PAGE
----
Doctors in Doncaster have been prescribing more antidepressants to residents in the borough over the last three years, according to official figures.
Figures from the NHS show that antidepressant prescriptions in Doncaster clinical commissioning group (CCG) went up by 16 per cent from 2014-15 to 2017-18, the latest period with updated data.
Over that period, the number of registered patients in the area hardly varied, rising by 2.5 per cent.
Professor Helen Stokes-Lampard, chair of the Royal College of GPs, said this trend should not be automatically seen as a bad thing and may indicate that more patients feel able to disclose mental health problems and seek medical care.
She added: "Antidepressants are of proven benefit for many patients, but no patient wants to be reliant on any medication long-term, and where possible we will explore alternatives, such as talking therapies. However, there is a severe lack of these services in the community.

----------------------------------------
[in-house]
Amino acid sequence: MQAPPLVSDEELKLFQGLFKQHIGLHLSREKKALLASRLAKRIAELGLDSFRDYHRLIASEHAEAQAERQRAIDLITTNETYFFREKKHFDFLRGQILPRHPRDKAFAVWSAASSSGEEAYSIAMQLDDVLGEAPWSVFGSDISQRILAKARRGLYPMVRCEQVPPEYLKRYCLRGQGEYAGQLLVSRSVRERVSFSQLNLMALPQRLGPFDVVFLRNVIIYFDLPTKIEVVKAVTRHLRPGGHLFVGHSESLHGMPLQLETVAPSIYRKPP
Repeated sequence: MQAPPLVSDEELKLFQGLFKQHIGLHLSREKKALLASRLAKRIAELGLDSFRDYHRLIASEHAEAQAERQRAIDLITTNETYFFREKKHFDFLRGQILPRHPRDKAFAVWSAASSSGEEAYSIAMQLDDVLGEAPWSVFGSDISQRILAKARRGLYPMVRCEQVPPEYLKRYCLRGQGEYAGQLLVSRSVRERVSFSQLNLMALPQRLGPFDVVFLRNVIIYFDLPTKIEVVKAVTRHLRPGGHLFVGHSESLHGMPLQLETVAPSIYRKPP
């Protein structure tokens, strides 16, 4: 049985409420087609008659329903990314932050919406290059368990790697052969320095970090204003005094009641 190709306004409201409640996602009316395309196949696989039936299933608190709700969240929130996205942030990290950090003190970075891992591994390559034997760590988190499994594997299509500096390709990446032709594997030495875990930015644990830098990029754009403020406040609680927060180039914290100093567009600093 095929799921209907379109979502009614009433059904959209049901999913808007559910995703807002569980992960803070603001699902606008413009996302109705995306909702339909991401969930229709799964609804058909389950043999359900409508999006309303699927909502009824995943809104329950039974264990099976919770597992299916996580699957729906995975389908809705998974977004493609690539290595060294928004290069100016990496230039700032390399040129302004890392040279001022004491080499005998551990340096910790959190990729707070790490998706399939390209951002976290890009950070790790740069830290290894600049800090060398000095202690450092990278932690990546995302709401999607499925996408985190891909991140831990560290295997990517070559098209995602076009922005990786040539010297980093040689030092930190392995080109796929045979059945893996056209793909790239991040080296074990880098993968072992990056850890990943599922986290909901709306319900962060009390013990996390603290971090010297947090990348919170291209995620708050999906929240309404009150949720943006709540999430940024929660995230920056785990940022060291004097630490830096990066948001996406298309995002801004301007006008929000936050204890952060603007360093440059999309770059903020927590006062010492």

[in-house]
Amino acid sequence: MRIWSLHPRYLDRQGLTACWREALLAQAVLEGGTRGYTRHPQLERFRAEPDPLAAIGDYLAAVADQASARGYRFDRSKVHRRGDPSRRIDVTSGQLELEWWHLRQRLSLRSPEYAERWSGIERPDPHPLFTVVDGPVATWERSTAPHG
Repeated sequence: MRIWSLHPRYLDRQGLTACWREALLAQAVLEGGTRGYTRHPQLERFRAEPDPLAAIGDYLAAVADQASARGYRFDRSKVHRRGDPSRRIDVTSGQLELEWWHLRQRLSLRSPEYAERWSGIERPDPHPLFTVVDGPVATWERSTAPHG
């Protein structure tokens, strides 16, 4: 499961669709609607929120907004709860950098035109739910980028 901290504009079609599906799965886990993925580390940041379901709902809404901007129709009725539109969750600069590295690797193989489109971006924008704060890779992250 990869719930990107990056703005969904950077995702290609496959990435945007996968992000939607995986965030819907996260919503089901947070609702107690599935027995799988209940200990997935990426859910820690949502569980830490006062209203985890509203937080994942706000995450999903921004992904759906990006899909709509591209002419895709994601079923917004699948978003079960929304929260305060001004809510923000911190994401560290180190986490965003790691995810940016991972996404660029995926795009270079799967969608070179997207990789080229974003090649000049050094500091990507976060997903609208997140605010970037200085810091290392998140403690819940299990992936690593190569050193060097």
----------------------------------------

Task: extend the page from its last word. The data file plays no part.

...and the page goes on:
"When GPs do prescribe antidepressants, it will have been after a full and frank discussion with the patients based on their unique circumstance.”
The data did also reveal, however, that the rise has been at a slower pace than the average increase for England, where it rose by 18 per cent since 2014-15.
A study published in the British Journal of Psychiatry in 2015 revealed the UK had the fourth-most medicalised population in Europe in relation to antidepressants intake, behind only Portugal, Lithuania and Malta.
According to the study, nine per cent of Britons had taken antidepressants at least once in that year.